Ring Stone, 2010
Granite, seven Japanese Black Pine trees
95 in. x 422.5 in. x 95 in. (241.3 cm x 1073.15 cm x 241.3 cm)
Commissioned with MIT Percent-for-Art Funds and made possible by generous donations from the Annie Wong Art Foundation and the Robert D. (‘64) and Sara-Ann Sanders family
Ring Stone is composed of twelve individual but indivisible links cut from a 39 and one-half-foot-long single block of white granite weighing approximately 14 metric tons. The massive stone block was quarried from the caves of Zhangbanzhen, Hui An County, near the artist’s hometown of Quanzhou in southern China’s Fujian Province, which also is where artisan stonemasons carved the work. Five graceful Japanese Black Pine trees, reminiscent of images found in traditional Chinese landscape painting, are planted inside the rings and another two pines reside nearby.
MIT’s Ring Stone, which celebrates the Sloan School of Management’s educational and cultural ties with China, is both firmly fixed and ever changing. The interlocking, inseparable granite links form a chain, representing the individual’s relationship to society. The rings are simultaneously symbolic of both wholeness and emptiness; and while the stone timelessly grounds the work, the seven Japanese Black Pines will slowly grow over time and change with each season. The solid granite contrasts with the elegant branching of the pines, suggesting the enduring power of nature in a modern urban architectural space. The twelve inextricably linked rings refer to the twelve months in the Chinese lunar calendar as well as the twelve animals in the Chinese zodiac, each of which is associated with one of eight Buddhist patron deities. The pine trees, which retain their green foliage even in a severe winter, represent longevity and endurance in the face of adversity. Cai has placed Ring Stone in its location on the Sloan School lawn according to the exacting principles of feng shui, the Chinese understanding of how qi (energy) flows throughout the universe.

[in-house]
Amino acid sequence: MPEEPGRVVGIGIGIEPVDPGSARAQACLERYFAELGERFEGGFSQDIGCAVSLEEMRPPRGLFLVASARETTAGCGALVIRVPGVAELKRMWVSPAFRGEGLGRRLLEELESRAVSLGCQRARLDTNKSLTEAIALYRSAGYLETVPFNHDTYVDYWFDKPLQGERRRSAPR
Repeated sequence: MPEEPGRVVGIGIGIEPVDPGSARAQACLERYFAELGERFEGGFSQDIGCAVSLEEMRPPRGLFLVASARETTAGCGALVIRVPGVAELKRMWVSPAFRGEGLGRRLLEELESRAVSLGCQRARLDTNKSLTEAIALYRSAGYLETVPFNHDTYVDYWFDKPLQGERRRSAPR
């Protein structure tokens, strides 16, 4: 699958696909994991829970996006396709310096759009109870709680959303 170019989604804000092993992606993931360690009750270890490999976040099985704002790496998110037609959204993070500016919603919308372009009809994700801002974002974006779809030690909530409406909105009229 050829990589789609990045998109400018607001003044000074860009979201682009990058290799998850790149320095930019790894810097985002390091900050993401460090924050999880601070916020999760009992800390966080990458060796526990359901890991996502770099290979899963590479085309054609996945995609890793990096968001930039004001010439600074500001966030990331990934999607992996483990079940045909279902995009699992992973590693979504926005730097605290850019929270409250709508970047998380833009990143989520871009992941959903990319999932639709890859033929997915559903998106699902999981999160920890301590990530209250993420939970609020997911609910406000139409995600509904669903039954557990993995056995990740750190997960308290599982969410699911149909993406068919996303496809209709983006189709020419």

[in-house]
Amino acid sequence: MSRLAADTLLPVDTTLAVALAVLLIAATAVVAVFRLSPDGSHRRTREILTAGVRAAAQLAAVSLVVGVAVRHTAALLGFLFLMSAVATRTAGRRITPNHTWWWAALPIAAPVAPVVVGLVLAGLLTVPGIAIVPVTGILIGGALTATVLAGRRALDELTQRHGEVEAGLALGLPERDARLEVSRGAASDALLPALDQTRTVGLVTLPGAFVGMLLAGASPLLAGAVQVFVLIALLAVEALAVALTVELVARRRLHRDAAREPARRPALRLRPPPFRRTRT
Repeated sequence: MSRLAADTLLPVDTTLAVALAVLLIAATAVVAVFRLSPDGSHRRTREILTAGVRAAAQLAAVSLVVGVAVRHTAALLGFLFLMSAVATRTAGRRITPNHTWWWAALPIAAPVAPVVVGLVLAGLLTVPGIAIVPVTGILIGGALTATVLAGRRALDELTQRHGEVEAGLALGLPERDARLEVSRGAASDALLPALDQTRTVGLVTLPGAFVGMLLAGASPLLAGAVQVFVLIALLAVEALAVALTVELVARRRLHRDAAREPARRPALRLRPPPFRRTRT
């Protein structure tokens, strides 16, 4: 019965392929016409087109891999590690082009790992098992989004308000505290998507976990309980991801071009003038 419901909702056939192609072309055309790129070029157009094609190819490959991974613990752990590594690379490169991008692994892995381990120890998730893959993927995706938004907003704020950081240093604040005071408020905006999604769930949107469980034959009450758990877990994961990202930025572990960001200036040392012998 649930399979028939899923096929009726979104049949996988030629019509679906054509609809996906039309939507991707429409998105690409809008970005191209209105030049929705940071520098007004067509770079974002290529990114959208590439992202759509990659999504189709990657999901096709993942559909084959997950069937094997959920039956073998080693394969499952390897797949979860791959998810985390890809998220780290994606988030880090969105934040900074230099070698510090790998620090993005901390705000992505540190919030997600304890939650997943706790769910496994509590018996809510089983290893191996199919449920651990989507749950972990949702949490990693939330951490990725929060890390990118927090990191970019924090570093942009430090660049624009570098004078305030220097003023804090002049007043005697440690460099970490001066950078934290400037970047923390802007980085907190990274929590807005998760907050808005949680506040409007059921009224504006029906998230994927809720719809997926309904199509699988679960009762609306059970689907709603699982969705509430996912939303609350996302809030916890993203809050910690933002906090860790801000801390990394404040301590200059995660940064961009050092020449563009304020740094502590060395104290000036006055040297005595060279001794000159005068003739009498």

The artist is a serious student of this complex belief system, which has been practiced in China since 1100 B.C. Based on the concept that man and nature must exist in harmony,feng shui incorporates the concept of yin and yang of balanced forces in every aspect of existence. Whenever anything in nature becomes too yin or too yang, it moves to become the opposite. Cai has studied extensively the use of feng shui in Chinese military history and architecture. He also has worked with officials in Mito, Japan, to analyze the city’s feng shui to develop solutions to unblock energy within the city’s circulation systems. In siting Ring Stone, Cai has used feng shui to bestow beneficial qi on the Sloan School by blocking the inauspicious energy created by traffic converging from Broadway and Main Street.
Cai has stated that the MIT Percent-for-Art provided him a perfect platform to bring his first public work to a university campus, “I have a close relationship with MIT. I was in residency at the List Visual Arts Center in 2003–04, so I am glad to have a chance to work with MIT for my new creation.”
Building Number: E62
Accession Number: PFA.2010.003
Ring Stone, a 2010 work by Chinese-born artist, Cai Guo-Qiang, unites the Sloan School of Management's educational ties to China, with the school's appreciation of that country's cultural contributions. Cai Guo-Qiang typically explores cycles of creation and destruction in nature and society, often using fireworks or gunpowder to spectacular effect. Here, 12 indivisible links are carved from a single piece of granite.
I wanted people to wonder, how did this end up here? How is it made? I traveled back to my hometown Quanzhou, and I went to the quarry to find the biggest chunk of stone there, and then I worked with Chinese artisans who used both machinery and hand carving to cut the stone. The sculpture started off as a 16-metric-ton piece of rock, and then it was trimmed down so it could fit inside an ocean container.
The links signify an individual's relationship to society, the infinite cycle of life and the seasons. And more specifically, both the 12 months of the calendar and the animals of the Chinese zodiac. Interspersed amidst the stone links are seven Asian pine trees.
Pine trees often grow quite well in very hostile environments, even through a crevice of a rock. In traditional Chinese art and literature, pine trees represent this very persistent spirit. So when I decided to introduce a plant element, I was thinking the artwork would become a living thing of its own, and that it would change with seasons. Whenever you mention MIT, people associate it with science and technology, and it's a very rhetorical, logical place. So I wanted to bring in something that's perhaps a little irrational from nature.
Ring Stone was made as part of the MIT Percent-for-Art, a program of the List Visual Arts Center. Begun in 1968, the initiative allocates a portion of the budget from each new building project or major renovation to the purchase or commission of art for public space.